First item of business. Young Explorers Learning Group. I have planned a community homeschool pilot project for a 4-week block scheduled this fall. I'll be mentoring a group of children, ages 6-10, for two mornings a week and I am so pumped for this! Our group will not be your typical homeschool get-together-for-some-group-learning-and-crafts; no. Rather, first and foremost we will be rooted in the classics and socratic discussion. This age is prime for learning core lessons such as right versus wrong, good versus bad, true versus false - using literature as our vehicle and allowing the kids to come to conclusions on their own (not take it away from them or "tell them the answers.") What makes a hero? What is courage and how do I get it? What does it mean to be honest? Brave? What makes a house a home? What is a villainous character and what happens to them? Socratic discussion is based on asking questions, it begs one to think and form an opinion; in this case based on a set of experiences within the confines of great literature. All the lofty ideas we aim to come face to face with. We will also be doing living math, living science, and fine arts (art, drama, music appreciation). Gonna be so good.
Within a few hours of sending out the initial announcement and invitation to join the community homeschool pilot project, 5 of my 8 spots were filled. And a few days later, the 6th. I have only 2 spots left, friends, if you're thinking about it, before I cast out a wider net in the local homeschool world.
In the meantime, I've been carefully selecting the read-aloud list for block 1. Our group will read and discuss together - there will not be any reading preparation for the kids to do at home. We are going to discover it all together! In choosing titles, I wanted the piece to not only delight but to provide a good basis for discussion of core lessons and great ideas. The piece had to be doable in a 4 week block with no carry-overs (although we may at times include only excerpts of good classic literature). And, I was aware of the fact that the kids may have already been exposed to many of the really popular children's classics (like Little House on the Prairie, A Little Princess, Gullivers Travels, etc). Not to say we won't do them, but just not in Block 1. I'm hoping most of the material here is fresh for them.
1.The 7 Habits of Happy Kids by Sean Covey - we'll cover one habit each day
2. The Olive Fairy Book compiled by Andrew Lang - We'll read "Samba the Coward." Do you know the Fairy Books? They are classics, there are 13 differentiated by color, and are full of worthy tales and stories from around the world. Many available free on the handy dandy kindle.
3. Tolkien's Tales from the Perilous Realm. With "The Hobbit" being released in theatres this fall, the kids have been reading a lot of Tolkien. For that reason, I'm sure they will be receptive to hearing some of his lesser-known but equally awesome short stories found in this treasury. We won't do all of them, but either Roverandom or Farmer Giles of Ham.
The Proud Grain of Wheat by Frances Hodgson Burnett. This is a lovely short story about a grain of wheat who thinks he's better and finer than all the rest. Great jumping point to discuss the virtue of humility and the consequences of pride. And the really exciting part is along the way we are going to view some artwork depicting wheat in all its stages (think Van Gogh's The Sower; Sheaves of Wheat, etc). This story is found in a collection of novels and short stories by Burnett, author of The Little Princess, The Secret Garden, and the likes. I am currently reading The Little Princess to Alexa (6). Not only does she love it, but its reaching her heart and making her think - exactly our goal. Had to include something by Frances HB for sure!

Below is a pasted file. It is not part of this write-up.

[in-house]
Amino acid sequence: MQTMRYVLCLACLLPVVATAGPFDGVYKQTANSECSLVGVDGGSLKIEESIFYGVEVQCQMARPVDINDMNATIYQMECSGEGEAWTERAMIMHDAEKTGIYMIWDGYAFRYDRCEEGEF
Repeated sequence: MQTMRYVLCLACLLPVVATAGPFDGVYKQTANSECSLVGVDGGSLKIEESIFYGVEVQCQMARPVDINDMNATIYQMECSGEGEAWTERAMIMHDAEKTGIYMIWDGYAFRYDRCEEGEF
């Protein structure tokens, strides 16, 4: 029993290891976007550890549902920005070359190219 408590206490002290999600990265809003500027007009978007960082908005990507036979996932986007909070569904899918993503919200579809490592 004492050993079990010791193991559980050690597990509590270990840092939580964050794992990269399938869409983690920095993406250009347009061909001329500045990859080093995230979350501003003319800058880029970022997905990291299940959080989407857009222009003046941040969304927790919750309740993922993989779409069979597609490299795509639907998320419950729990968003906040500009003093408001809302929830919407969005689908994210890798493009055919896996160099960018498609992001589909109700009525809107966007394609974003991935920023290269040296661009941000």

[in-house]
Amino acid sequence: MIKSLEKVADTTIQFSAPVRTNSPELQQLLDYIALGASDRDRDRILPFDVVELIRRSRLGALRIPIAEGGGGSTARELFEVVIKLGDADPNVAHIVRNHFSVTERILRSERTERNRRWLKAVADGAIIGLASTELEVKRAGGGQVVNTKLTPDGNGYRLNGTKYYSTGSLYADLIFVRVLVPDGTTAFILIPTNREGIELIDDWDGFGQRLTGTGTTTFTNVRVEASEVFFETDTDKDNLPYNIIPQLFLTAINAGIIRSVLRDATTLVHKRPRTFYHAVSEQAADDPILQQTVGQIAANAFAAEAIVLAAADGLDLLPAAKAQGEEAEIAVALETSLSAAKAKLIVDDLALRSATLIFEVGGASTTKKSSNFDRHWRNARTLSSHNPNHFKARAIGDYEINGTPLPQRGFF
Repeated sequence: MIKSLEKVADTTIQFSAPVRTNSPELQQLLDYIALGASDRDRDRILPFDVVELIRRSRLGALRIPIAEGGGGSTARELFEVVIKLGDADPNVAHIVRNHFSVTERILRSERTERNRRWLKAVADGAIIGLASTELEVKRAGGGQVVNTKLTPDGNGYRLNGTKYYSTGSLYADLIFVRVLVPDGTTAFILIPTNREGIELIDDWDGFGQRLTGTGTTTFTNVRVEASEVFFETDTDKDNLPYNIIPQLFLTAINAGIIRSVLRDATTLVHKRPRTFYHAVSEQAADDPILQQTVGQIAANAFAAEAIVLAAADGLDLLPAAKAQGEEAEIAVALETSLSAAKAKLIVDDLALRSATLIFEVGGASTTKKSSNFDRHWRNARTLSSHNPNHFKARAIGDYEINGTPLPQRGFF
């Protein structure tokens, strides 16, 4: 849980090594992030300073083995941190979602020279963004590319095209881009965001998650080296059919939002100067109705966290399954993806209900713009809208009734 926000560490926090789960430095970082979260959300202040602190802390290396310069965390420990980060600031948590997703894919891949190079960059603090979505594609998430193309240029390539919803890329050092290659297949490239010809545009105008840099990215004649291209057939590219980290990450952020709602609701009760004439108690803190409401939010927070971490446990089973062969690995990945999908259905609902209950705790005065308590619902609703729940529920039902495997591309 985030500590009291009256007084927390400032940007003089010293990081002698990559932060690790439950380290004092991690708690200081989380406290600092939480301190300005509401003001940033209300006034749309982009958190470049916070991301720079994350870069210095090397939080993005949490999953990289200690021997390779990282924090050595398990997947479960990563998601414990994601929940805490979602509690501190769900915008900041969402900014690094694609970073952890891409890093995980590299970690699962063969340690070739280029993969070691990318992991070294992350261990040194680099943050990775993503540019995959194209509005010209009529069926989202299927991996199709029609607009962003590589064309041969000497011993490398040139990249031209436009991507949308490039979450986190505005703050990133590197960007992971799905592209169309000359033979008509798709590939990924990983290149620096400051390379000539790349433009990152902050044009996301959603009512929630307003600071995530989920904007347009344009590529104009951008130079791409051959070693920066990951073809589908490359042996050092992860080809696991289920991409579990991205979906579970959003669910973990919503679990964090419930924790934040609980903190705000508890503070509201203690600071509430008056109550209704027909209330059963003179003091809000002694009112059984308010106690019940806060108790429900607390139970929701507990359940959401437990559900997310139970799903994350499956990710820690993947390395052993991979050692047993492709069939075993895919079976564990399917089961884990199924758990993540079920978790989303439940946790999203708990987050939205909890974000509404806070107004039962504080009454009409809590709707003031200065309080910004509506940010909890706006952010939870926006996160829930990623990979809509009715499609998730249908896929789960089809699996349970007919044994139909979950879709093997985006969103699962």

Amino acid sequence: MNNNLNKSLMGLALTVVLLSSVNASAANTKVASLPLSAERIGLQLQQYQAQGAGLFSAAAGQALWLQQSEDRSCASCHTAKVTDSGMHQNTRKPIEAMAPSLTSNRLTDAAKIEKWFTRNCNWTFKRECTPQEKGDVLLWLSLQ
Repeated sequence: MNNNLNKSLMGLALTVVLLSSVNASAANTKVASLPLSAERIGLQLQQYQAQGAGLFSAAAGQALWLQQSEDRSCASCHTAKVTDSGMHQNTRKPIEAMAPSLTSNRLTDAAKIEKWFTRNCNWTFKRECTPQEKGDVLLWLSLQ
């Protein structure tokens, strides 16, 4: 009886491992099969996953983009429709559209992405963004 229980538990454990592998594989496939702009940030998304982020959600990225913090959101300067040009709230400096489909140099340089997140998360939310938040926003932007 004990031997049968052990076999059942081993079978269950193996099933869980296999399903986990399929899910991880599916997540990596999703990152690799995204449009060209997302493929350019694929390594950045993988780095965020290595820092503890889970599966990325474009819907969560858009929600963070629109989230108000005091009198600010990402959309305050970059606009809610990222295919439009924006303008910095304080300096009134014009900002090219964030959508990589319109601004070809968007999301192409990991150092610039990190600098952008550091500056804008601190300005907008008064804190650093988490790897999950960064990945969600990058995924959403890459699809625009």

5. Stone Fox by John Reynolds Gardiner. Another heartwarming story about courage. Some of the kids may have read this one already, but a classic is a classic because you can come back to it again and again, and learn something new each time. And be changed for the better.
6. Children's Classics in Dramatic Form by Augusta Stevenson. Oh, this is a find. It is a collection classic fables and tales, (Aesop, Andersen, Grimm) adapted into short little plays. Each play only has 2-3 characters and are simple enough to read and perform. Then discuss. Then perform again :). Free on Kindle!!
8. I'm debating over a couple of others. They are Pearl's Promise by Frank Asch, great little story about a mouse who escapes a pet store and promises to save her brother from a hungry snake AND keep her family together. GREAT story about courage, heroism, bravery, promises and keeping your word. But, in one small episode Pearl ends up seeing a fortune-teller's cat who gives her information from the crystal ball,(quite humorous yes), but not sure I want to have to explain fortune-tellers and crystal balls to the kids. I don't. Maybe I can edit this section out? The story is a page-turner and would appeal to all. I'm also in the middle of pre-reading the classic Wolves of Willoughby Chase by Joan Aiken. So far it has all the elements in a good piece of literature - heroines Bonny (rough and tumble) and cousin Sylvia (frail); wolves on the loose; the villainous and cruel Miss Slighcarp who plots against Bonny and Sylvia while Bonny's parents are away; and Simon the gooseboy who lives in the forest ... so far so good on this one. And lastly, we'll add some great poetry into the mix. I have lots of that!
Lofty list? That's ok. We don't have to make it through everything, there's no rush. I'm optimistic that however far we dive in, we will savour the journey and enjoy the process!
I'll post later about our living math and living science plan.
'Till then, God bless your week!